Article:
Who’s to blame?
In recent weeks, the Biden administration has criticized energy companies over record-high gas prices, arguing the industry is restricting supply by allowing thousands of drilling permits to go unused.
By contrast, industry officials and Republicans in Congress say the White House’s own policies are to blame for reducing domestic energy production.
All the while, the price at the pump keeps going up and up and up.
“There are 9,000 approved drilling permits that are not being used,” White House press secretary Jen Psaki told reporters Monday. “So, the suggestion that we are not allowing companies to drill is inaccurate. The suggestion that that is what is hindering or preventing gas prices to come down is inaccurate.”
According to the Department of the Interior’s Bureau of Land Management (BLM), there are 9,173 unused applications for permits to drill (APD) that have been approved as of December 2021. Another 4,621 APDs are pending approval.
In FY 2021, the government approved 5,145 ADP, up from 4,631 from the year before.
However, Kevin O’Scannlain of the American Petroleum Institute has called the unused leases frequently cited by Psaki and other administration officials “a red herring” and “a smokescreen for energy policies that have had a hamstringing effect on the world’s leading producer of natural gas and oil.”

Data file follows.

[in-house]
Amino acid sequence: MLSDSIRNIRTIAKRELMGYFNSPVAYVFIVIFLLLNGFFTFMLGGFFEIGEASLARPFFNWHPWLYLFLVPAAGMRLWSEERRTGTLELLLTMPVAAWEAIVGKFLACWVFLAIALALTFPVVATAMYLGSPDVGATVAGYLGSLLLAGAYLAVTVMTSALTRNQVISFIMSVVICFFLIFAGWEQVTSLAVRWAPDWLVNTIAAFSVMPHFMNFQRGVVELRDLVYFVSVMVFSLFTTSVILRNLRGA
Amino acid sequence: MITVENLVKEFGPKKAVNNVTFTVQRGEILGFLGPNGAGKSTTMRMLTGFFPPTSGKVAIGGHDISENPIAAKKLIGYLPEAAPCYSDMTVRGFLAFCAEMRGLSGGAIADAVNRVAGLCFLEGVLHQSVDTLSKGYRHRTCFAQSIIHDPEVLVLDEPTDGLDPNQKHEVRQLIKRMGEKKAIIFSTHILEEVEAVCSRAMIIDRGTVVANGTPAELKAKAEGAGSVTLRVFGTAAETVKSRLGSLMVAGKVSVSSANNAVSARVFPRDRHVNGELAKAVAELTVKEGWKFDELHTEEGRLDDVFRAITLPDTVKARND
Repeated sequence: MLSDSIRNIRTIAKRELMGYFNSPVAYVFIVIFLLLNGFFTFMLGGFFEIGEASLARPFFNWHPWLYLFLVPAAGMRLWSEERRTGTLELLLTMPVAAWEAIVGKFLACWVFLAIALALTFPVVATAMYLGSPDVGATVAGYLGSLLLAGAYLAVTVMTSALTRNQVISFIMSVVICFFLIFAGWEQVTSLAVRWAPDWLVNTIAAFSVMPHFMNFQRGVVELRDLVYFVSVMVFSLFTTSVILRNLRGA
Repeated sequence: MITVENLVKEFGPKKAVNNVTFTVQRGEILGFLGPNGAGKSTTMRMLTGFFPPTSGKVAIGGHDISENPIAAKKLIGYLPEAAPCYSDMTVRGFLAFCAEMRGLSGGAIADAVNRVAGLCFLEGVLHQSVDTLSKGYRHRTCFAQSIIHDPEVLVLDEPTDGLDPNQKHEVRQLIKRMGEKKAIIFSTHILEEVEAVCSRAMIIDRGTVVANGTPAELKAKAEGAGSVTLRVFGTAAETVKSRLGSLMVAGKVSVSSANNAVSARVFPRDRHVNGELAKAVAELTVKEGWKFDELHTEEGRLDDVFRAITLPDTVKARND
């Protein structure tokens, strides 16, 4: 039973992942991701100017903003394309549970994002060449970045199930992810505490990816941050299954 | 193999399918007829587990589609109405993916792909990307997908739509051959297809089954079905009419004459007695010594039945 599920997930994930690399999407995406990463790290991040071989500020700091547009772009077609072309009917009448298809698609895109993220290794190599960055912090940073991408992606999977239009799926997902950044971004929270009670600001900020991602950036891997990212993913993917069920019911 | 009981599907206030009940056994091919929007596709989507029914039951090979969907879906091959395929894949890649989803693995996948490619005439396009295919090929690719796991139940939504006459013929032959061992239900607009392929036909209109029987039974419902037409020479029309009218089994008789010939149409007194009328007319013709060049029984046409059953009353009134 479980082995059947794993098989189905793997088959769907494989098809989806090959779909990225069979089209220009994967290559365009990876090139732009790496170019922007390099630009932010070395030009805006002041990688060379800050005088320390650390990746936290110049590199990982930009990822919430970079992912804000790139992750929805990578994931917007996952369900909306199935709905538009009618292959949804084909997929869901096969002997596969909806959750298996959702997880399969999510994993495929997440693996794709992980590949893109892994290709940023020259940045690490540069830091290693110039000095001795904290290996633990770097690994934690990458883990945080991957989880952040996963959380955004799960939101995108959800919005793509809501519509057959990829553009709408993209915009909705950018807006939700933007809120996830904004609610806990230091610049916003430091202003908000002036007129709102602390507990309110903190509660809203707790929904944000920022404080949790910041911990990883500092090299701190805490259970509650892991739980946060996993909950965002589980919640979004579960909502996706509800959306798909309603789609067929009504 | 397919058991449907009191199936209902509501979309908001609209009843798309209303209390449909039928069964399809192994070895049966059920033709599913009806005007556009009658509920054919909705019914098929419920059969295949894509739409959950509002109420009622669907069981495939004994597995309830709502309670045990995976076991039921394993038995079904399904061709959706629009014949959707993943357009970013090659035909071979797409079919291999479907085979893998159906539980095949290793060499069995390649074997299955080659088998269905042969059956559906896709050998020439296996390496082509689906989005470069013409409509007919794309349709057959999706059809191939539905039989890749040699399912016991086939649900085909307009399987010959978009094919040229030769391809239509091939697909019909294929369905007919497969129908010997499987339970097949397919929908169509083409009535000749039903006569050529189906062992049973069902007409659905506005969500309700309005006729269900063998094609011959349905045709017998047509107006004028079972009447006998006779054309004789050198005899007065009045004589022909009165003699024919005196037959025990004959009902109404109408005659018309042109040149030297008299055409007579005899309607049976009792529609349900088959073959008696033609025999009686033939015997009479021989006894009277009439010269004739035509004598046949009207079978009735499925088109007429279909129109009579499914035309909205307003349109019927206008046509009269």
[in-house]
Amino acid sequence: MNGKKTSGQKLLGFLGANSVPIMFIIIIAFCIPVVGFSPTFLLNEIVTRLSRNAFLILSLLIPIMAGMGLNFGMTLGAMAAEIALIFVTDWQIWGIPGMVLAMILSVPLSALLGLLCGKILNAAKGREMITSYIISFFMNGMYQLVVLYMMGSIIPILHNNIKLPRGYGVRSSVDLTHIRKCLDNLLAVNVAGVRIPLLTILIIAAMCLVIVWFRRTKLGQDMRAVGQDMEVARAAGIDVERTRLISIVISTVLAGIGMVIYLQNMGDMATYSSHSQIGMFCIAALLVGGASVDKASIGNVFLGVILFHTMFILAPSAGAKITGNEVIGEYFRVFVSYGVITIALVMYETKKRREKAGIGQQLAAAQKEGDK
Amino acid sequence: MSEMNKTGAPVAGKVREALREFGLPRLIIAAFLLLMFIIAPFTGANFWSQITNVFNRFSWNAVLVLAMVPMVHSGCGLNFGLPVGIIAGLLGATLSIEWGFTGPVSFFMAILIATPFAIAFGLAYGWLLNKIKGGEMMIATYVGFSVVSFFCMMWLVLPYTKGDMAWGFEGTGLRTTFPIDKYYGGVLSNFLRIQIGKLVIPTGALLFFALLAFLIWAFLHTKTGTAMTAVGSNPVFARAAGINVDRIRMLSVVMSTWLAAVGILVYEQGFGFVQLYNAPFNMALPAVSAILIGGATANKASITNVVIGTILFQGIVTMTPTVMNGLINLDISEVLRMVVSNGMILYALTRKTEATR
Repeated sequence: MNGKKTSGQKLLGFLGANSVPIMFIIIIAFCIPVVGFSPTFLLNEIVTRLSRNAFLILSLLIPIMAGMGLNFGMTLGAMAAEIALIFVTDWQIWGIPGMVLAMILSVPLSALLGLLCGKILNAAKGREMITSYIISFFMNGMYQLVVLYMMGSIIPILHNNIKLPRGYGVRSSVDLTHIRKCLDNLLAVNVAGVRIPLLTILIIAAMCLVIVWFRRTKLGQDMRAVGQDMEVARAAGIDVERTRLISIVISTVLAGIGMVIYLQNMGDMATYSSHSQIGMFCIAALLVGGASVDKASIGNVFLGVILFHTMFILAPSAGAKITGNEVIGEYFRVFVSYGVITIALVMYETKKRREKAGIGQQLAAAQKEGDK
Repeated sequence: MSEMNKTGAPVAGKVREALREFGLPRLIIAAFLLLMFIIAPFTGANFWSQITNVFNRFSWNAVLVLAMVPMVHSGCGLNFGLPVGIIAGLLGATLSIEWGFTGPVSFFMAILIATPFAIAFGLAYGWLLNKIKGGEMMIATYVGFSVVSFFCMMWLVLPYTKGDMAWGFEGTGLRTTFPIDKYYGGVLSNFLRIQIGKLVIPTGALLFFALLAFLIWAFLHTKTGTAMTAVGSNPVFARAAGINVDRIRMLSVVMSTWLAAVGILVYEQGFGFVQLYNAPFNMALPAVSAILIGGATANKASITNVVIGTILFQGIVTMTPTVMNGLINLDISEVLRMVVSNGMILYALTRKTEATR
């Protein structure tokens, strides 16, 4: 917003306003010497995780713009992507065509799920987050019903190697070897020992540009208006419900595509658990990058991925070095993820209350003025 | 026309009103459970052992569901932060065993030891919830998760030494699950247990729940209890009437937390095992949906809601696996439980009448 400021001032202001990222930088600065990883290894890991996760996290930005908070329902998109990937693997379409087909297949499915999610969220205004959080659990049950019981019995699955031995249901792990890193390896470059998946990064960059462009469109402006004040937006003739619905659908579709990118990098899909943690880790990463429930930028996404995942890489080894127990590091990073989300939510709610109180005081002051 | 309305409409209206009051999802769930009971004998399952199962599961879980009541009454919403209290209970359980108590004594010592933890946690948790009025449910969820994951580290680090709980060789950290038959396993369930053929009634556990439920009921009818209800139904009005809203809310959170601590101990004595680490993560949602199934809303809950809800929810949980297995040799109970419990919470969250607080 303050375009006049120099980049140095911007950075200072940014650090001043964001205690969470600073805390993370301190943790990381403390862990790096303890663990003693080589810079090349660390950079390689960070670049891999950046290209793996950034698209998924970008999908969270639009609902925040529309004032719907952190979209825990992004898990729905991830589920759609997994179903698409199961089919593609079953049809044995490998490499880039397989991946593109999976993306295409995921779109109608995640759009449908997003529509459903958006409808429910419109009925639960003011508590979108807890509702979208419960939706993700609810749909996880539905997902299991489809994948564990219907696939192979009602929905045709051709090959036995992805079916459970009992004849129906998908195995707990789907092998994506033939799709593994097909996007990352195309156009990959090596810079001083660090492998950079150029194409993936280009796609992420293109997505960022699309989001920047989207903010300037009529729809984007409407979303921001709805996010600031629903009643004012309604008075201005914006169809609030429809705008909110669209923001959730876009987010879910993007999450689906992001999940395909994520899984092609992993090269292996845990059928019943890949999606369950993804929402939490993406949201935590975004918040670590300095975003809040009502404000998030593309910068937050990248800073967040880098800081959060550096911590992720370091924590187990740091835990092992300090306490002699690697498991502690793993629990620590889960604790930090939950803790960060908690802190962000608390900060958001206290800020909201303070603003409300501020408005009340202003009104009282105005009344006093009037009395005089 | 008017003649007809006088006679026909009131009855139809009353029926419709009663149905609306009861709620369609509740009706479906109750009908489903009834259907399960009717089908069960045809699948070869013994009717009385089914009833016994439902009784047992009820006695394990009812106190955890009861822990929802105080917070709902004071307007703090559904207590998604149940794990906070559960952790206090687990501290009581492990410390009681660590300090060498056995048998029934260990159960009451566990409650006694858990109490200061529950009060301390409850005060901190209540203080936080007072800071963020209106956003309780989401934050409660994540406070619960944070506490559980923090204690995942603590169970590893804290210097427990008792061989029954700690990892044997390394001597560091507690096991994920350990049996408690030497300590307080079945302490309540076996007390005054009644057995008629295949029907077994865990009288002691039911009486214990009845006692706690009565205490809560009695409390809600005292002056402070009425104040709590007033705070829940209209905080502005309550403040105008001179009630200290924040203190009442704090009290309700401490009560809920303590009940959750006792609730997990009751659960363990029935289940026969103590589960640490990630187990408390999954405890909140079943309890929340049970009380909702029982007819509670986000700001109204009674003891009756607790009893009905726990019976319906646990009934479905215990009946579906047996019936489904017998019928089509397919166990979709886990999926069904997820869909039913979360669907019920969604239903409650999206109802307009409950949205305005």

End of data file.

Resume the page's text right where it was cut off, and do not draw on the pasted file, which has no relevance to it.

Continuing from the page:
“For more than a year it [the White House] has halted new federal leasing — key to future energy investment and production,” O’Scannlain wrote in a March 4 post on API’s website. “It canceled energy infrastructure, blocked development in parts of Alaska, entertained new taxes to punish the US energy industry and chilled future investment by signaling that oil and gas wouldn’t be part of America’s future energy mix. All last summer, the administration called on OPEC+, the oil cartel, to increase its production more rapidly in the face of rising energy costs, bypassing American producers.”
Undeterred, Psaki doubled down on Wednesday, insisting that oil companies do not require “an embroidered invitation to drill.”
That triggered an angry response from Sen. Marco Rubio (R-Fla.), who told Fox News he had “never seen such a level of disingenuity” as demonstrated by Psaki.
“First of all, not every lease is approved,” he explained. “Companies apply for all kinds of leases, and they make the determination, ‘Well, that area’s more productive, it makes sense [to drill there]’ … others may not make as much sense. You’ve also got a bunch of these places tied up in litigation, and then you’ve got an unfriendly administration … that has made very, very clear that it wants America to produce less natural gas and less oil and become greener. That has been a fundamental fact.
“And so who is going to risk capital under an administration whose entire administrative power is focused on making it harder than ever to explore and produce fossil fuels like oil or natural gas?” Rubio added. “They’re not going to do it.”
As of fiscal year 2020, there are approximately 37,496 leases in effect. Out of those, only 23,878 were considered to be “producing” leases.
However, these leases appear to be obtained well in advance of applying for a permit to drill.